Fighting that Familiar Flicker

Backwards Day CampersIt’s Backwards Day! After dinner last night, during the regular time of announcements in the dining hall, Chase our program director surprised the girls by describing the creative challenge of being “backwards” the next day. Right away at breakfast this morning we saw the silly confusion of girls dressing backwards— t-shirts, shorts and hats worn in reverse… hairstyles too —braids running down foreheads, pony tails covering girls’ faces. The kitchen meals were reversed with burritos for the morning meal and breakfast foods (hash browns, bacon, eggs and fruit) for dinner. All around the camp, campers would suddenly walk backwards. Down at the rifle range, the instructor commanded, “Line the on ready,” and so forth. Back strokes at free swim, left-handed tetherball, and down-climbing at the Alpine Tower— there were small, inventive examples of being backwards all day long.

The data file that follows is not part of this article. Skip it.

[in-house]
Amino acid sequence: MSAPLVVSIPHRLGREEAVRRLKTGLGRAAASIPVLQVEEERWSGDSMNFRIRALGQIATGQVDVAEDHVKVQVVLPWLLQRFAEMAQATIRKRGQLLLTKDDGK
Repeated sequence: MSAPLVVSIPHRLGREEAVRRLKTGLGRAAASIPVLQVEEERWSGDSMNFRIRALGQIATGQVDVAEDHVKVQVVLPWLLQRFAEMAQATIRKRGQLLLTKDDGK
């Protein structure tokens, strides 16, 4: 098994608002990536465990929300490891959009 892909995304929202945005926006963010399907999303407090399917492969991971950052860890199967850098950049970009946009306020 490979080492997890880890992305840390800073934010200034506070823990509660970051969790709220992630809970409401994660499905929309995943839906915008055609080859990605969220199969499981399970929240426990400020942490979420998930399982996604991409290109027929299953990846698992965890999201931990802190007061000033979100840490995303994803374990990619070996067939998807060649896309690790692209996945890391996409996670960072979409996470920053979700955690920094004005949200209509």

Meanwhile, the Hodge Podge craft activity was focusing on making tie-dye t-shirts in its classes. With squeeze bottles of brightly colored dye ready, the girls first folded and tied a white t-shirt into a chevron, bullseye, spiral or other pattern using rubber bands. Red, blue and yellow dyes, making shades of purple, orange and green, came next, the girls making decisions about how (which colors, where and how much) to apply them. In a few days, after the dye has time to set, it will be fun to unfurl the shirts, rinse them, and admire the colorful patterns created.